19. The electrical system of claim 1 wherein the binder is one or a combination of more than one selected from the group consisting of silicone ketone resin, epoxy resin, phenol resin, urea resin, melamine resin and crosslinkable thermosetting resin.

20. The electrical system of claim 1 wherein the binder is one or a combination of more than one selected from the group consisting of epoxy acrylate and urethane-acrylate light curing resin.

21. The electrical system of claim 1 wherein the electrical system is a piezoelectric micropumping system compromising at least one micropump.
Description



BACKGROUND

[0001] 1. Technical Field

[0002] The present invention relates in general to a photoconductive layer and, in particular, to the composite construction thereof. More particularly, the present invention relates to a photoconductive layer with varied electrical property upon excitation by light and an electrical system built using the layer.

[0003] 2. Related Art

[0004] Application of photoconductive material in a conductive layer was first achieved on television and camera, for example, U.S. Pat. No. 2,730,638 discloses such use in camera tube. U.S. Pat. No. 4,265,989 discloses use as an electrode for electrophotographic application. Both describe multilayered coatings of such material for photographic image generation.

[0005] Current applications of photoconductive material are most well-established in organic photo conductor drums, such as laser printers and xerographic machines. R.O.C. Patent 1453552 discloses using a coating of photoconductive material, and surface charges can be generated on the surface. Charged areas attract fine carbon powder to transfer image onto a printing paper.

[0006] In addition to such application in organic photo conductor drums, recent developments in photoconductive material technologies emerge. For example, optoelectronic tweezer (OET) disclosed in U.S. Patent Publication No. 20090170186 uses photoconductive material and transparent electrode to form a sandwiched structure. Such is useful for controlling dielectrophoresis process in positioning suspended cells and has the advantages of simple high-precision 3-D manipulation and is, importantly, non-invasive.

[0007] Meanwhile, P.R.C. Patent Publication No. CN101709695 discloses using a UV illumination on a liquid crystal material in order to induce a mechanical bending. Such is useful in, for example, actuating a micropump.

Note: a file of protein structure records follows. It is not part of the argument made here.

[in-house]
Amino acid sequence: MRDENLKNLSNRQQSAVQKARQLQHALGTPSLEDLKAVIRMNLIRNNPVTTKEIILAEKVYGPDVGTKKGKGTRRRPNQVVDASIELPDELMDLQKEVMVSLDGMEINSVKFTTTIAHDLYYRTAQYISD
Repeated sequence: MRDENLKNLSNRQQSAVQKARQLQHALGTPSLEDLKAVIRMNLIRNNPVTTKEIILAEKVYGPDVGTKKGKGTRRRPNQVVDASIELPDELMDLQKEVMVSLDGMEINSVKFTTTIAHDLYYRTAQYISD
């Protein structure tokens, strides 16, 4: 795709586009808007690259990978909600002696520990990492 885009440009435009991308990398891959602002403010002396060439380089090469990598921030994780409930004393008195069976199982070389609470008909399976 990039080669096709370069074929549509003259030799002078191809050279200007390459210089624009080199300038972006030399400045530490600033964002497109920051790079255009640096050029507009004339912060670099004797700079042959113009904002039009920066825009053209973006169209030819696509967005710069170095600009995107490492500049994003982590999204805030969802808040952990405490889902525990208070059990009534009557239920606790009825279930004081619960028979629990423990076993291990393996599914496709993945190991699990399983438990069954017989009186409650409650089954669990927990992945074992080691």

[0008] Fundamental mechanisms of most of these applications are based on the generation of surface charges on the photoconductive material involved. Areas illuminated and unilluminated over the entire material combined determine the gross activation.

SUMMARY OF THE INVENTION

[0009] It is an object of the present invention to provide a photoconductive layer for extending an electrical property adjustment from the surface down into the depth of the layer for creating a bulk electrical property.

[0010] It is another object of the present invention to provide a photoconductive layer with adjustable bulk electrical property for electrically matching or driving one or more secondary electrical components or smart materials.

[0011] It is still another object of the present invention to provide a photoconductive layer with adjustable bulk electrical property for secondary matching or driving via excitation by light illumination.

[0012] It is yet another object of the present invention to provide a photoconductive layer with adjustable bulk electrical property for secondary control via multiple localized light illumination with varied wavelength, luminance and shape and size of area of illumination.

[0013] In order to achieve the above and other objects a photoconductive layer with electrical property adjustable via control of intensity or location of illumination by a light source is provided. The photoconductive layer has at least one charge generation material and at least one binder for distributing the charge generation material within the body of the layer. The localized change of electrical property in the photoconductive layer arises on and beneath the surface area of the layer illuminated by the light source via actuated bulk change in electrical charge contributed by the charge generation material in the area.

[0014] In an embodiment the photoconductive layer has at least one dopant distributed within the layer.

[0015] In an embodiment of the photoconductive layer the ratio percentage of the charge generation material is above 10%.

[0016] In an embodiment of the photoconductive layer the thickness of the body of the layer is in the range of about 0.01 to 20 micrometers.

[0017] In an embodiment of the photoconductive layer the at least one charge generation material is an organic or organometallic pigments or dyes.

[0018] In an embodiment of the photoconductive layer the at least one charge generation material is one or a combination of more than one selected from organic or organometallic pigments or dyes including phthalocyanine, metal-free phthalocyanine, bisazo, triazo, squarylium, azulene system, perylene system, and naphthalene phthalocyanine.

[0019] In an embodiment of the photoconductive layer the at least one charge generation material is one or a combination of more than one hole transport material selected from (a) a compound containing at least one nitrogen atom; (b) a triphenyl amine compound; (c) a phenylenediamines compound; (d) a compound with a non-benzene ring containing a double bond; and (e) a butadiene-based compound.

[0020] In an embodiment of the photoconductive layer the dopant is one or a combination of more than one electron transport material selected from (a) organic compounds containing a carbonyl; (b) a phenanthrenequinone derivative; (c) a sulfone group-containing compound; and (d) a heterocyclic compound.

[0021] In an embodiment of the photoconductive layer the dopant is carbon nanotube.